The IPO was originally intended to be completed on May 16 and the company had aimed to list on the ASX on May 30. But the IPO has now been extended until June 13 due to hold-ups with a cornerstone investor, according to managing director Jeremy Towner, and listing is likely to occur at the end of June.
Towner told the Excellence in Upstream Energy conference in Sydney yesterday that his company had spent two-and-a-half years piecing together 52,000 square kilometres of onshore licences in PNG’s emerging Foreland region.
He and his father, John, have already listed three companies active in the current boom – Sydney Gas, Sunshine Gas and Ord River Resources.
John’s experience in successful public listings stretches back well before those companies and includes the restructuring of Anzon Energy and several other companies starting in 1983.
“We keep our eyes and ears open for good assets that provide an opportunity, put them together in a vehicle, raise seed capital, then present it to the market – and this is one of the best we’ve ever done,” Jeremy Towner said.
In this case, the assets in question are spread over six PNG licences and applications – PPLs 266 to 269, and PPL 277 further to the east. They contain 10 solid targets, which are said to have petroleum initially in place of more than 1.8 billion barrels of oil equivalent.
NGE plans to drill between three and six wells in the first half of 2008, initially focusing on oil and condensate prospects (which would also lead to gas reserves for future exploitation) to establish early cash flow from either a trucking operation or a possible pipeline-to-port scenario if the size of discovery was large enough.
Towner said the target wells, along with all priority prospects, had been carefully selected and only areas with negotiable terrain and reasonable infrastructure were to be drilled.
Given success and cash flow from early exploration and the resulting operations, the more expensive targets would then be investigated.
“We’ve targeted all our exploration near infrastructure – if it’s not going to be cost efficient it won’t be drilled in this initial program,” Towner said.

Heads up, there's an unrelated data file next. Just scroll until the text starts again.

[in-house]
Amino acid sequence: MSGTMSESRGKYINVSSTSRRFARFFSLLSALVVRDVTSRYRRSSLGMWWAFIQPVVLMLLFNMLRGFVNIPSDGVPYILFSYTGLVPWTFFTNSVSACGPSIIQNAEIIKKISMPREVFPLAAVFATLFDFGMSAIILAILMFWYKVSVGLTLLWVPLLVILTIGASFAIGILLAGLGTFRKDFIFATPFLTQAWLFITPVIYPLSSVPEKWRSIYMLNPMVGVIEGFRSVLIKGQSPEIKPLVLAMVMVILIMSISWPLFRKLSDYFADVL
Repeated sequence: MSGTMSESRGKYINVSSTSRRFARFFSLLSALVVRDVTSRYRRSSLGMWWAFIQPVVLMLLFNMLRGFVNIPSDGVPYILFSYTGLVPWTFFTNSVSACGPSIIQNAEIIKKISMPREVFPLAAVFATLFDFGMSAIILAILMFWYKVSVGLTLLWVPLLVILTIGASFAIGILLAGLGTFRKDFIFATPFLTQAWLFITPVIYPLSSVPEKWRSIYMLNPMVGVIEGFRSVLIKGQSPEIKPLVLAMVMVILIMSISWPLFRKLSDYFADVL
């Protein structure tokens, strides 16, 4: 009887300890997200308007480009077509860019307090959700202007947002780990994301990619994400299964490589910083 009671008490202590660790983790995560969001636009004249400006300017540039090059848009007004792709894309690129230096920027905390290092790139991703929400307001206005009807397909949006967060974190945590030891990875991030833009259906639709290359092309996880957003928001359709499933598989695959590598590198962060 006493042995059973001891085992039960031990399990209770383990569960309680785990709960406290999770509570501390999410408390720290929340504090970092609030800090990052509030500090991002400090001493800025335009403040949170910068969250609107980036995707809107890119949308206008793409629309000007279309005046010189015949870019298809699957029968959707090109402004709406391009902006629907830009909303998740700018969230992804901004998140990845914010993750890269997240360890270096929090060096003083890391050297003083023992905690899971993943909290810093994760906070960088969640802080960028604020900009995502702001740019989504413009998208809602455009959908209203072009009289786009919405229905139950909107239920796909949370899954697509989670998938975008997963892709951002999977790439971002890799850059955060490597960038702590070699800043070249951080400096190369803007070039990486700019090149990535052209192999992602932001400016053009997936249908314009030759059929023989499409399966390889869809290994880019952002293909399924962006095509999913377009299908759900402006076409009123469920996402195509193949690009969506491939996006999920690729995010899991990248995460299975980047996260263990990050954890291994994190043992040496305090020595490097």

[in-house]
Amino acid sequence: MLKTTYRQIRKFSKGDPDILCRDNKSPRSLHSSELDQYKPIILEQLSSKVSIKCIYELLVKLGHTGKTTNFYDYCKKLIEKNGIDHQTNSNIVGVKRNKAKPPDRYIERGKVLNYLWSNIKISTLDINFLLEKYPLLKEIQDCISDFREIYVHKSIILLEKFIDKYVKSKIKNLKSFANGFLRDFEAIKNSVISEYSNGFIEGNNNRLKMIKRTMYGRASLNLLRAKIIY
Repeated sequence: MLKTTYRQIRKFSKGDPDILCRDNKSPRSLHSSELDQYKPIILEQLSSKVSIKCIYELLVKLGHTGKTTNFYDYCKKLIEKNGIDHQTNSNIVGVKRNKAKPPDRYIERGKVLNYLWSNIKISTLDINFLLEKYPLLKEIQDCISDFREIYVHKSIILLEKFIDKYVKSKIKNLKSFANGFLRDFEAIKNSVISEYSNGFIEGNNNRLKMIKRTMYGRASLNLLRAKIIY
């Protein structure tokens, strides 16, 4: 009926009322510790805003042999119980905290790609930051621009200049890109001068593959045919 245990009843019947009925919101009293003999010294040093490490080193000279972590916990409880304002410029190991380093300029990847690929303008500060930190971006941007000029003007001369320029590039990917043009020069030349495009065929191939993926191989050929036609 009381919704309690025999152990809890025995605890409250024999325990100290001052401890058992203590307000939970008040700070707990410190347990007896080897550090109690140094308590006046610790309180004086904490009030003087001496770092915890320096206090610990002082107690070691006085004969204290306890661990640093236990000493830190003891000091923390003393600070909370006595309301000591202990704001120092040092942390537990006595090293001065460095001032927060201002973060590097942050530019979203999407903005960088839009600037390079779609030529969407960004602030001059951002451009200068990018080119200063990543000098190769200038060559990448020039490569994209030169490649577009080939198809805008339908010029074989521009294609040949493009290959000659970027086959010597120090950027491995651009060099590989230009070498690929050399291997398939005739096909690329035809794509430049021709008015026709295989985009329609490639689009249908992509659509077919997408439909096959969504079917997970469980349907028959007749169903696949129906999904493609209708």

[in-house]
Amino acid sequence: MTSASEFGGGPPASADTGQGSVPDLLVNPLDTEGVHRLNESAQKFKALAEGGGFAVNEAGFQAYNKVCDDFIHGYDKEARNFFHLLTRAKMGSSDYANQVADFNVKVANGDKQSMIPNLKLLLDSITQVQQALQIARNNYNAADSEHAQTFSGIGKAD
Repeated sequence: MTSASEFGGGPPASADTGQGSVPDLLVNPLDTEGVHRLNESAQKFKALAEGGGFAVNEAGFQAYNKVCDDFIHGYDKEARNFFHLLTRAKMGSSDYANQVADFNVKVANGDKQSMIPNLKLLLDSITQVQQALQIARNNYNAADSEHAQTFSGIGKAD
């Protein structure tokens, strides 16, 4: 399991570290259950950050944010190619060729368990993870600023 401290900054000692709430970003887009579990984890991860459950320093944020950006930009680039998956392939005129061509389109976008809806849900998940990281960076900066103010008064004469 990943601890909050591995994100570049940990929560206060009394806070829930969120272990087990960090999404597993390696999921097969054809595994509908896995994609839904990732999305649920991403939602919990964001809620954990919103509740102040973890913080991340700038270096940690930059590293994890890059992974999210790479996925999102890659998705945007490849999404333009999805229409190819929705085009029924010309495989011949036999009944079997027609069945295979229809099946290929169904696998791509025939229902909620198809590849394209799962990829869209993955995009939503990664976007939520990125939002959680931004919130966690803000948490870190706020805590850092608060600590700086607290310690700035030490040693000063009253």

The prospects at the front of the exploration queue are Lake Murray West within PPL 266, Paradise from PPL 267, and Tarim 2 from PPL 269.
Lake Murray West is the largest prospect in the NGE stable, while Paradise has demonstrated its potential for holding oil reserves with reports of oil seeps.
Tarim-2 is an appraisal of an existing discovery, Tarim-1, made in 1991 and is just 35km from an oil discovery across the border in Indonesia.
If the minimum amount is raised and only three wells are drilled, the planned expenditure for 2006 – consumed mainly by drilling – has been set at almost $31 million.
The balance of that $31 million not devoted to drilling will be injected into geological and geophysical work for target generation.
Towner says the likelihood of a discovery in the company’s licences being economic was extremely good.
“We think that the economic pool size is between 5 million to 10 million barrels of oil – our prospects are well in excess of that. We’ve got offshore-size projects in an onshore environment,” he said.
The average size of NGE’s initial targets is more than 50MMbbl.
But if the potential of PNG as a petroleum producer is well known and there are resources just waiting to be developed, why has NGE’s vast and prospective onshore holding remained virtually undisturbed until a couple of years ago?
According to Towner, the low oil prices in the late 1990s drove explorers back to safe havens and away from PNG and its perceived high sovereign risk.
That idea of sovereign risk and the absence of leadership from the majors also restricted the ability of junior companies to raise the kind of money needed to explore the petroleum potential in PNG, he said.
Now with the oil price back to historic highs and political stability as good as it has ever been – the current government is the first administration since independence to serve its full term and has introduced several incentives for resource investment – the majors have returned and the juniors are finding there is enough market interest in PNG petroleum to raise funds.
“There has been a real land grab going on for low risk PNG assets for the last three to four years,” Towner said. “You’d be hard pressed to find any more prospective land in PNG these days.”
Towner said the only way the PNG petroleum industry will grow is through small-scale operations leading to larger projects.
He was not surprised by the scrapping of the PNG-Queensland pipeline project and says the recent agreement between Alcan and Rift – a smaller scale $1 billion pipeline may supply gas from the Douglas discovery to the Alcan alumina refinery in the Northern Territory by 2011 – is a much more suitable early-stage operation for the PNG industry.
“When you’re developing a petroleum industry, you’ve got to start small and work your way up – that’s just how industry starts,” Towner said.
And when the industry really takes off, NGE will be well positioned to take full advantage, he said.